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JHLT: The Year in Review

by Scott Feitell and Anders Andreasson

At this year's Concurrent Symposium 28: JHLT at ISHLT: The Year in a Capsule, a "who's who" of transplant medicine presented summaries of the most intriguing and novel publications put out this year in the Journal of Heart and Lung Transplantation.

The session started off with Dr. Martin Schweiger reviewing some of the biggest articles in MCS and Heart Transplants this year. He focused first on the interesting Heartware trial, HVAS Bridge to Transplant, which featured outstanding survival data and some promising hope for this new device that featured over 84% survival with use at one year. He then reviewed a retrospective review of the UNOS registry, which addressed organ allocation for those with congenital heart disease. Sadly as we are confronted with a greater number of these end stage patients, ventricular assist devices are often not feasible due to anatomical or physiologic factors that would otherwise provide a viable bridge to transplant. Unfortunately, our current procurement system does not make allowance for these patients to move higher on the list, and thus time waiting can seriously impede survival. On a similar topic, he reviewed findings of the European experience with the Cardiac Allocation Score to help address several deficits in transplant waiting lists. Using a combination of urgency, wait time and evaluating outcome/ survival odds after transplant, this system may better help predict who will benefit most from a transplant. Finally, further addressing donor shortages, he reviewed a fascinating review of the UNOS registry from 1994-2012 to evaluate whether there were any significant differences in outcomes using "marginal hearts" from post-CPR donors. Using a sample size of over 1300 patients, which represented nearly 5% of all donor hearts, there was no significant difference in outcome post transplant. While there were different features between CPR and non-CPR donors (regarding alcohol use, drug use, smoking, etc.), all recipients did quite well regardless. What should further allay fears to all of us in the transplant community, was that the amount of time CPR was administered had no bearing on outcomes either, with some donor hearts receiving upwards of 50 minutes of CPR, and a mean time of nearly 20 minutes for all CPR donors.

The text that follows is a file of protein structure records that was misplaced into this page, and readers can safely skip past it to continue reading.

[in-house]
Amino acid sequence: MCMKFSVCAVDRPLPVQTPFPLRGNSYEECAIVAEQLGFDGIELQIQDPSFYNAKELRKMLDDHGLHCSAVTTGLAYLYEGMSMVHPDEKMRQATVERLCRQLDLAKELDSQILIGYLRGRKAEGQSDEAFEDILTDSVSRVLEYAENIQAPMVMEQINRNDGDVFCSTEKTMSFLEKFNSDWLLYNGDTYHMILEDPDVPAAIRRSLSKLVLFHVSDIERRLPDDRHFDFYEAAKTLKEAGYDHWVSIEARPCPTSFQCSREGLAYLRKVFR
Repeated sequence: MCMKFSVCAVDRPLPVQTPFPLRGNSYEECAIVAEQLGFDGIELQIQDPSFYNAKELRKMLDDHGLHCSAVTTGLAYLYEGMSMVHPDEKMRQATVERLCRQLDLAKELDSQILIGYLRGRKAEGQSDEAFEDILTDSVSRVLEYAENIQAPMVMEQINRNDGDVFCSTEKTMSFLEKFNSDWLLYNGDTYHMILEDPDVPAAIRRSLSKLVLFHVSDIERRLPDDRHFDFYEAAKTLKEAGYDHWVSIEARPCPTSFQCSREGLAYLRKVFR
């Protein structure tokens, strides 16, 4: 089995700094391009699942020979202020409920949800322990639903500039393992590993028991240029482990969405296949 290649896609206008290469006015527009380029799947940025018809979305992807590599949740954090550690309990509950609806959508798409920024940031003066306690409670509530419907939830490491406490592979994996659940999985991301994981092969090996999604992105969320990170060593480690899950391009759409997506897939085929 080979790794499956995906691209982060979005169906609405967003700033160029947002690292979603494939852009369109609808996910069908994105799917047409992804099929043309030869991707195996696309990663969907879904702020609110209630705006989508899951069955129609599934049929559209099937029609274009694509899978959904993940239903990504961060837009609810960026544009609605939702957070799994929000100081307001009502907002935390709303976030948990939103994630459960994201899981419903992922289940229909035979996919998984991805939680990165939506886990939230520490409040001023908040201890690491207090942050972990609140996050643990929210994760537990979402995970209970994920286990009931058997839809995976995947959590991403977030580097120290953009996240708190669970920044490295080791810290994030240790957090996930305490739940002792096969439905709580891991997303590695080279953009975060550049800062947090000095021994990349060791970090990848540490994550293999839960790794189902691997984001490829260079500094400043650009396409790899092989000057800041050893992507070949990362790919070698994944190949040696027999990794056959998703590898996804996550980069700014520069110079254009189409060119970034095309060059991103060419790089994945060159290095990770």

Dr. Heather Ross then took to the stage to congratulate Dr. Schweiger on his review of cutting edge literature, and echoed many of his sentiments from these articles, raising concerns from the Heartware trial that pump thrombosis remains a critical limiting step in the use of MCS. She also agreed with many of the limitations of the UNOS criteria for transplant waiting lists, and pointed out that many of these articles reviewed should further discussion on how better to improve the system.

Dr. Me-linh Luong reviewed three articles dealing with CMV, C diff and hepatitis E. While several of her topics pertained more to lung transplantation, her review of the emerging threat hepatitis E plays in all of our transplant patients was of significant concern. Emerging case series are demonstrating that hepatitis E, common in undercooked pork products and various other sources can activate in immunocompromised hosts. In a single center review six patients were found to have this virus. Fortunately if it is caught relatively early in its course it can be easily treated with medication and augmentation of immunosuppression. Dr. Shahid Husain then reviewed this topic further, and it is clear that appropriate screening in transplant patients with abnormal liver function tests and/or evidence of fibrosis and cirrhosis should trigger immediate testing.

Disclosure Statement: the authors have no conflicts of interest to report.

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